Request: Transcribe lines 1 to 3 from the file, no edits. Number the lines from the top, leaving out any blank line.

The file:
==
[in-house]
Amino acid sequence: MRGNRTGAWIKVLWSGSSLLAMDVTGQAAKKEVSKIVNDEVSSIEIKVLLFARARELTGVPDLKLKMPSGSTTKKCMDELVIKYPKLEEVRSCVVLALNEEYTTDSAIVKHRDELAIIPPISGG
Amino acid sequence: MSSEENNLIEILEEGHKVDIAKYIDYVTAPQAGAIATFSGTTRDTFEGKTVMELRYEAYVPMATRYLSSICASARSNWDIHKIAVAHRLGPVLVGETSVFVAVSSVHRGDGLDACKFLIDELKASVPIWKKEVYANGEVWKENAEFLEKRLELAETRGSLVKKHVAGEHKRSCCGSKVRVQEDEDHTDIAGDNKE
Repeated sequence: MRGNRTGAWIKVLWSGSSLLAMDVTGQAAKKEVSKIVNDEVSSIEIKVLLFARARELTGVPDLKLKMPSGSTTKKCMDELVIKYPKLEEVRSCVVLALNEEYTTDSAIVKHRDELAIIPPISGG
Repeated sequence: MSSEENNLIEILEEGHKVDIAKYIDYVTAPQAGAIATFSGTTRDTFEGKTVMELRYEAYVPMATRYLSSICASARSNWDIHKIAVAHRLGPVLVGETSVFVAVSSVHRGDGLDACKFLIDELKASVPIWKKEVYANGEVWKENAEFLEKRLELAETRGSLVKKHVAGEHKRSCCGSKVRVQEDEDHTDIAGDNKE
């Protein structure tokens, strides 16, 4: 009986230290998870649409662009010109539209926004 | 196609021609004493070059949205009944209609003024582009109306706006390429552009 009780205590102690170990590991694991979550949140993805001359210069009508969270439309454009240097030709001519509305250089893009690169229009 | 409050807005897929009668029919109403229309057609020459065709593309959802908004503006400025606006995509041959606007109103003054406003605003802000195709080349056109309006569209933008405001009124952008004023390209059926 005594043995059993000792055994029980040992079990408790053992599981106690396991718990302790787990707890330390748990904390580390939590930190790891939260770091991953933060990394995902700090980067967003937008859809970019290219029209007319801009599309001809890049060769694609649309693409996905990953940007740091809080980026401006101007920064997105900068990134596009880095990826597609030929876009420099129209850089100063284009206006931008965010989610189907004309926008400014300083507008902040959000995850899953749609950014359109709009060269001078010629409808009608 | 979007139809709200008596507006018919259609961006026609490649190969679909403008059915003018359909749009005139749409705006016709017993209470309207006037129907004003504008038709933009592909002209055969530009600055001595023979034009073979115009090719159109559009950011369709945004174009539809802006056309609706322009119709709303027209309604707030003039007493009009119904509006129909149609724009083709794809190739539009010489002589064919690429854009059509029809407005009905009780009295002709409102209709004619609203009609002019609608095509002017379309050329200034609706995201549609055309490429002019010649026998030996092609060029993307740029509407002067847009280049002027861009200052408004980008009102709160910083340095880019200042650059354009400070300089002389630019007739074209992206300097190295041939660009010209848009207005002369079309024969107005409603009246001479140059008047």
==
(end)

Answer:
[in-house]
Amino acid sequence: MRGNRTGAWIKVLWSGSSLLAMDVTGQAAKKEVSKIVNDEVSSIEIKVLLFARARELTGVPDLKLKMPSGSTTKKCMDELVIKYPKLEEVRSCVVLALNEEYTTDSAIVKHRDELAIIPPISGG
Amino acid sequence: MSSEENNLIEILEEGHKVDIAKYIDYVTAPQAGAIATFSGTTRDTFEGKTVMELRYEAYVPMATRYLSSICASARSNWDIHKIAVAHRLGPVLVGETSVFVAVSSVHRGDGLDACKFLIDELKASVPIWKKEVYANGEVWKENAEFLEKRLELAETRGSLVKKHVAGEHKRSCCGSKVRVQEDEDHTDIAGDNKE